Pay per click marketing or PPC marketing is a marketing tool designed to drive traffic to websites. The model is an advertiser who will run an ad and pay a publisher per click on the ad.
This popular form of advertising can be extremely profitable, but it can also be disastrous when implemented incorrectly. In this article, we’re going to cover 6 common PPC mistakes advertisers make and explain why they should be avoided at all costs.
A common mistake PPC advertisers make is setting their keywords to be too broad. When it comes to PPC marketing, the general rule is the broader the keywords, the higher the PPC will be, and the fewer conversions you’ll get.
For example, if you run a graphic tee store, simply setting your keyword to “tee shirts” is a surefire way to drive your costs through the roof. EVERYONE is bidding on broad keywords. Instead, find hyper-targeted keywords specifically relevant to your business in particular.
Focus your reach by stringing together words and phrases or targeting your companies name specifically. This will decrease your odds of starting a bidding war with other advertisers and will help keep your PPC costs down.
When it comes to advertisers looking to run a cost-effective campaign, keyword specificity is key. Finding specific keywords highly relevant to your business will help keep your PPC costs low and improve your chances of converting visitors into customers.
OK, you’ve run a great ad.
People are clicking through excited to make a purchase.
But wait, nobody’s buying anything! Why could this be?
Chances are if you’re experiencing a high click-through rate and not generating any sales something is wrong with your website. If you’re advertising a specific product, make sure you’re linking directly to the advertised product and not your general landing page.
People have short attention spans, and they aren’t likely to stick around and search for your product if you don’t immediately present it to them. A solid website should be clean, easy to navigate and look professional.
Running a great ad with a terrible and clunky website is counterproductive to generating sales. Remember, if customers hate your website, no amount of marketing dollars will fix that. At that point, you’re throwing money down the drain.
Imagine paying people to walk into a terribly lit store where they can’t find anything they’re looking for, and the customer service staff is completely unhelpful or nonexistent. That’s essentially what you’re doing when you drive traffic to a poorly designed website.
If you’re generating leads but aren’t generating sales, take the time to develop a solid website before throwing more money into marketing.
A common mistake many marketers make is not setting negative keywords in their ad campaign. Negative keywords will help filter out irrelevant searches and create more profitable PPC’s and increase your overall chances of boosting conversions.
What are negative keywords?
These are irrelevant keywords you can set to be filtered out of search results. For example, if you’re selling men’s running shoes, you can set “women’s running shoes” as a negative keyword to be filtered out of search results.
Negative keywords will help narrow your results and improve the overall performance of your ad, ensuring you reach the right people and filter out the irrelevant ones.
Long-tail keywords help advertisers specifically target users and can dramatically improve an ads PPC cost as well as conversion rate. Long-tail keywords are keywords strung together as a phrase and have a lower chance of being bid on due to their specificity.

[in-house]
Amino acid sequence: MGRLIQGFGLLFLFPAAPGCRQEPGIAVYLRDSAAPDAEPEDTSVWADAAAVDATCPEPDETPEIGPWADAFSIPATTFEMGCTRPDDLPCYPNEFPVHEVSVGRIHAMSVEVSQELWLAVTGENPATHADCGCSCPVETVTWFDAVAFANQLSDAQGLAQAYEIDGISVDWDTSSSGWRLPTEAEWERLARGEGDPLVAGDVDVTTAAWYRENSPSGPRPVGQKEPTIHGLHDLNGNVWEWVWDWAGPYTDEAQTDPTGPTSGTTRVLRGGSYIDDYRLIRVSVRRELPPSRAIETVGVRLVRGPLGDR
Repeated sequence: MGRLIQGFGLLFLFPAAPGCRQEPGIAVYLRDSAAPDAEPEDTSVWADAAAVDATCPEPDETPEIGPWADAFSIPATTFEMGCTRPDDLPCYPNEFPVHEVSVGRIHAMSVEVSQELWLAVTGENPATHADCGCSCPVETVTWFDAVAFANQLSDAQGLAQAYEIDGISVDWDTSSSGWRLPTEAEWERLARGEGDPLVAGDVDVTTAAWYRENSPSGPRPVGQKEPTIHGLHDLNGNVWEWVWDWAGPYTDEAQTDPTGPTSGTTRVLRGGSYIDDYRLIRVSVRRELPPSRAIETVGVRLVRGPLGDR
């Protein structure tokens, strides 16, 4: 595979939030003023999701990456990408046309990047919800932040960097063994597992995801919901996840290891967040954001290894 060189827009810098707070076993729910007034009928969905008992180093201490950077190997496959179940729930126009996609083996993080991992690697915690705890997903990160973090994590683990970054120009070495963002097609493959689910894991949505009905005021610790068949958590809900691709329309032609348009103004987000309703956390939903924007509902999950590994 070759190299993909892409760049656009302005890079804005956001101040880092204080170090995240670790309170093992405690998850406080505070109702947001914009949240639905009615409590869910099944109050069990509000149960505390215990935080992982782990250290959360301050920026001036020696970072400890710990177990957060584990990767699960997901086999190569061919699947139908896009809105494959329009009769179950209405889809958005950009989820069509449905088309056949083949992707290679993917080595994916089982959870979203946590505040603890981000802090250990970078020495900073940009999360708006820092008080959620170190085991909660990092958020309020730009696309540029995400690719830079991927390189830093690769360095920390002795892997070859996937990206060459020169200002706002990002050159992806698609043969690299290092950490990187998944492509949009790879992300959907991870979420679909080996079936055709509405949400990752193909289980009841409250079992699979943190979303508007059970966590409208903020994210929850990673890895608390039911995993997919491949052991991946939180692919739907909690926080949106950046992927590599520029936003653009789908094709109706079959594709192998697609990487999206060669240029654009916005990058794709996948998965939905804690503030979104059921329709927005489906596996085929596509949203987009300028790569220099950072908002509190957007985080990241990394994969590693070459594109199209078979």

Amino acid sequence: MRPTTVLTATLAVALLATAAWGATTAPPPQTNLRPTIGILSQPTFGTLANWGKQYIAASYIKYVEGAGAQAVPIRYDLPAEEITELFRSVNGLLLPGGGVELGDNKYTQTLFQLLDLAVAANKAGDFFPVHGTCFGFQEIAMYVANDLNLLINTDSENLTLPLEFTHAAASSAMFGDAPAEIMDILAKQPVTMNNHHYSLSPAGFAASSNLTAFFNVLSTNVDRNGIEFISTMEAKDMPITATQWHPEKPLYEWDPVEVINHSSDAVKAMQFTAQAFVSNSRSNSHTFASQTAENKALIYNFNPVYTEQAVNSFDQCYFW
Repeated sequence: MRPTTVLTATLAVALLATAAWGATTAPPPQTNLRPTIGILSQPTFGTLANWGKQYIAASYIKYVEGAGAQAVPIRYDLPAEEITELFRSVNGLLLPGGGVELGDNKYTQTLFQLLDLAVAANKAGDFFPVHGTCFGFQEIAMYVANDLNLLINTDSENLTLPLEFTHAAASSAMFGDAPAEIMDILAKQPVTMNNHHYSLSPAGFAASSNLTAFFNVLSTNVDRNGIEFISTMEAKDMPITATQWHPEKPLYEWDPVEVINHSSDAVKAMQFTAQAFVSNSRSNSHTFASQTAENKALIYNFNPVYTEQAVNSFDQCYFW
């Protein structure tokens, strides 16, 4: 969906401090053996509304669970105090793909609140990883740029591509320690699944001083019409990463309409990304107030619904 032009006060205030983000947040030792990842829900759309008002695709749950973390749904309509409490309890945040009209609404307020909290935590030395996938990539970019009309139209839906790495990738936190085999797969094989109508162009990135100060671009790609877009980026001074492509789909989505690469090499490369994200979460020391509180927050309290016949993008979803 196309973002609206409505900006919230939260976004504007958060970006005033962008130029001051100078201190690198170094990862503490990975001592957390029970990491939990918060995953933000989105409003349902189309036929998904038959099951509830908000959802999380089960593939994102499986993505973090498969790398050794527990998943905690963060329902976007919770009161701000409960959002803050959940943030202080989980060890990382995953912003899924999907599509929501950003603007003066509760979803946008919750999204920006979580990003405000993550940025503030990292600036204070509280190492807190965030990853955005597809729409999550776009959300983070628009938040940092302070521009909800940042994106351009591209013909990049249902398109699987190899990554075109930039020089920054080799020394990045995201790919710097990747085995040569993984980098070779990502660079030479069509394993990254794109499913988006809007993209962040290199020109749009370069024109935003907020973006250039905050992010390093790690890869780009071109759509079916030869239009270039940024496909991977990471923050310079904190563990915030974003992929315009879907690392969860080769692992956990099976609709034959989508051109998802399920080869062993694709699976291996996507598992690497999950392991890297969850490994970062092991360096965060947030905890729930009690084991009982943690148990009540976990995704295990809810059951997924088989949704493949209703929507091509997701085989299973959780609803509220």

Broad keywords are dominated by industry leaders, so for a small marketer to remain competitive, it is important for them to be creative by utilizing long-tail keywords that specifically target their audience.
Sure, they might generate fewer click-throughs than broader keywords. Still, when done correctly, long-tail keywords can prove to be a cost-effective method of generating hyper-targeted quality leads. It’s a classic case of quality over quantity, and, when implemented correctly, it can provide that competitive edge that helps a small company go up against the behemoths in their space and stay competitive.
Location, location, location!
Location targeting is an integral part of running a successful ad campaign, especially for businesses offering local services or goods. The last thing you want is your ad showing up to people halfway across the world who have no intention or capability of purchasing or using your product.
Even if your website can sell globally, it’s still almost always a good idea to target specific locations. Different markets require different marketing strategies, and going too broad is virtually always going to be a waste of money.
Do your market research, find your target audience, and target them specifically. Location targeting will help increase sales and conversions as well as filter out unwanted clicks and keep your targeted customers relevant.
Sometimes, less is more. A common mistake many marketers make is listing too many possible keywords. Sometimes, it’s better to keep a small group of top keywords rather than a list of thousand keywords when only a handful of them perform.
You don’t want to spread yourself out too thin.
Focus on quality over quantity, and your budget will go a lot further (especially if you don’t have a large marketing budget). Don’t try to bid on everything. If you’re only looking to generate leads for a specific part of your business, focus your keywords on that part of your business.
Avoid tangentially related keywords and keep your focus narrowed. Don’t try to go for every single keyword you think could be related to your business, or you can quickly find yourself an inch deep and a mile wide.